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Hollywood Rip Ride Rockit is Universal Studios' candidate for the most technologically advanced coaster in the world. Well, that distinction didn't last very long, but for sure this ride has some features we've never seen before. Let's start wit the basics: Rip Ride Rockit is a sit-down X-Car coaster that runs on a 3,800-foot steel track, with a maximum height of 167 feet and a top speed of 65 miles an hour. Manufactured by German coaster maker Maurer Sohne, X-Car vehicles are more maneuverable than most other kinds and use less restrictive restraints, making for an exhilarating ride.
You ascend—vertically—at 11 feet per second to crest the 17-story-tall first hill, the highest point reached by any roller coaster in Orlando. The drop is almost vertical, too, launching you into Double Take, a loop inversion in which you begin on the inside of the loop, twist to the outside at the top (so you're upright), and then twist back inside the loop for the descent. Double Take stands 136 feet tall, and its loop is 103 feet in diameter at its widest point. You next hurl (no, not that kind of hurl!) into a stretch of track shaped like a musical treble clef. As on Double Take, the track configuration on Treble Clef is a first. Another innovation is Jump Cut, a spiraling negative-gravity maneuver. Usually on coasters, you experience negative gravity on long, steep vertical drops; with Jump Cut you feel like you're in a corkscrew inversion, but you never actually go upside down. Other high points include a 95-degree turn, a downhill into an "underground chasm" (gotta love those Universal PR wordsmiths!), and a final incline loop banked at 150 degrees.
The ride starts in the Production Central area; weaves into the New York area near Race Through New York with Jimmy Fallon, popping out over the heads of guests in the square below; and then storms out towards the lagoon separating Universal Studios from Islands of Adventure.
Each train consists of two cars, with riders arranged two across in three rows per car. Each row is outfitted with color-changing LEDs and high-end audio and video technology for each seat. Like Rock 'n' Roller Coaster at Disney's Hollywood Studios, the "Triple R" features a musical soundtrack, but in this case you can choose the genre of music you want to hear as you ride: classic rock, country, disco, pop, or rap.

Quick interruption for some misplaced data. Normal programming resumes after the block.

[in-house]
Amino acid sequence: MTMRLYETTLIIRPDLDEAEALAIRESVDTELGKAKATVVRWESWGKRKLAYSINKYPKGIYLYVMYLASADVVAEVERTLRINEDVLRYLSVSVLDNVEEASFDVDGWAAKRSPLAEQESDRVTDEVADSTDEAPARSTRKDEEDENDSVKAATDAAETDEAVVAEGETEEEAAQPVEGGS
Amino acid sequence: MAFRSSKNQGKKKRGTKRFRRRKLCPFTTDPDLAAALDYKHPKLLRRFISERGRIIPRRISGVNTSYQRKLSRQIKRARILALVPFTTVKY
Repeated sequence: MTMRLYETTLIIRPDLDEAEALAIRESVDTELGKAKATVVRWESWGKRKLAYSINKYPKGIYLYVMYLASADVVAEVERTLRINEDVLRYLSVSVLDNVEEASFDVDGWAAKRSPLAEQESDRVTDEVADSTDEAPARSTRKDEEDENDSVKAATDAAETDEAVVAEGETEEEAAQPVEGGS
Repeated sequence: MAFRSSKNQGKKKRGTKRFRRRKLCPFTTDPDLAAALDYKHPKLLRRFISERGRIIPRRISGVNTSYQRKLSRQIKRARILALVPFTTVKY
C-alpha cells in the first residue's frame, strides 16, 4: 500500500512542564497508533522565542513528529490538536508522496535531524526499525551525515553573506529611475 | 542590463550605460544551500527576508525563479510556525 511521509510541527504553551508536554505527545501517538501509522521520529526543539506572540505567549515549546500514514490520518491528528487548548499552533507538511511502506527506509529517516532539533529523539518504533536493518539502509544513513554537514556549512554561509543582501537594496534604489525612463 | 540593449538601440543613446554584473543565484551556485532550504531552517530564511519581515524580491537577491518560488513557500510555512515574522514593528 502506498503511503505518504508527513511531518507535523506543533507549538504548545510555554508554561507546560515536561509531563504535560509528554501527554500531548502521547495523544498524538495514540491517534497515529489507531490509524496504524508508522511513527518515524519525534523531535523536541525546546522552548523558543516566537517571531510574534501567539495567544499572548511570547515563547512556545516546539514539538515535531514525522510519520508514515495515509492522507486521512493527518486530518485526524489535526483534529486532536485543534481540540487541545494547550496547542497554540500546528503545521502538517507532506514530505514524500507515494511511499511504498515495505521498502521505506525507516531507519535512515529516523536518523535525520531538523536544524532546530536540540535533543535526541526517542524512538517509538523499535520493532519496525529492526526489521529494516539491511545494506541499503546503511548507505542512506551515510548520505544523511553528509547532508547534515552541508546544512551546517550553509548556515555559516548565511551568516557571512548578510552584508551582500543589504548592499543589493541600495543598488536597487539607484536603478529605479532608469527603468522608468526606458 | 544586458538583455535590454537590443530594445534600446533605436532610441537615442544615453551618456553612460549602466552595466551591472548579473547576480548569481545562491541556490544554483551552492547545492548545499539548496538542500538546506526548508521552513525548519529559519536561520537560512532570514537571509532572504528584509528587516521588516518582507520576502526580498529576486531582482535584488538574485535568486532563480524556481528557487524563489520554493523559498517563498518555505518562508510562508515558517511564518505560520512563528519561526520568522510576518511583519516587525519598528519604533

The ride has dozens of “hidden” songs in its catalog. Press the Rip Ride Rockit logo on the number pad for 10 seconds then enter 113 to hear Metallica’s For Whom the Bell Tolls. Press 902 to hear The Muppets sing The Rainbow Connection. See this blog post for the complete list.
When it's over, Universal flogs a digital-video "rip" of your ride, complete with the soundtrack you chose, that you can upload to YouTube, Facebook, and the like. The video intercuts stock footage of the coaster with clips recorded by your seat-mounted camera, but is not a continuous POV of your ride. It costs about $50 and is not included with the My Universal Photos package, though still images can be added to your account for free.
From a Whalton, England, mom:
A fabulous, gut-wrenching coaster that thrilled the socks off my 8- and 9-year-olds. (Mum found it a bit too brutal to repeat.)
A perhaps-jaded Easton, Connecticut, coaster aficionado offers this:
The loud music blasting in our ears cancelled out the sound of the coaster. If only they had a "None of the Above: Silence" button as a selection. The singles-line hint was a real time-saver.
When Hollywood Rip Ride Rockit premiered in 2009, it was pretty smooth. Alas, the wheels on the cars haven’t held up well in the hot Florida sun, and though some of the cars have been overhauled to make the ride more comfortable, none of the fixes have helped much long-term. While perfectly safe, Rip Ride Rockit now subjects you to a lot of side-to-side jarring. To crib a phrase from Ike and Tina Turner's version of Proud Mary, some folks like it easy . . . and some folks like it rough. This reader from Armonk, New York, definitely falls in the former category:
I would note for other readers that despite the fact that I love roller coasters and always have, and I am in good physical shape with no issues, the Hollywood Rip Ride Rockit hurt my back. My 17 year old daughter who also loves all rides didn't love it either.
And from another in Belgium, Wisconsin:
I've ridden many roller coasters in my 35 years, including some over 400 feet tall and with speeds in excess of 120mph, yet I've never ridden one that was as painful and rough as the Rip Ride Rocket at Universal Studios. With the beating that my head and neck took, I'll never ride that one again.
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Here's roughly how many minutes you'll wait for Hollywood Rip Ride Rockit at each Universal Studios Florida Crowd Level.
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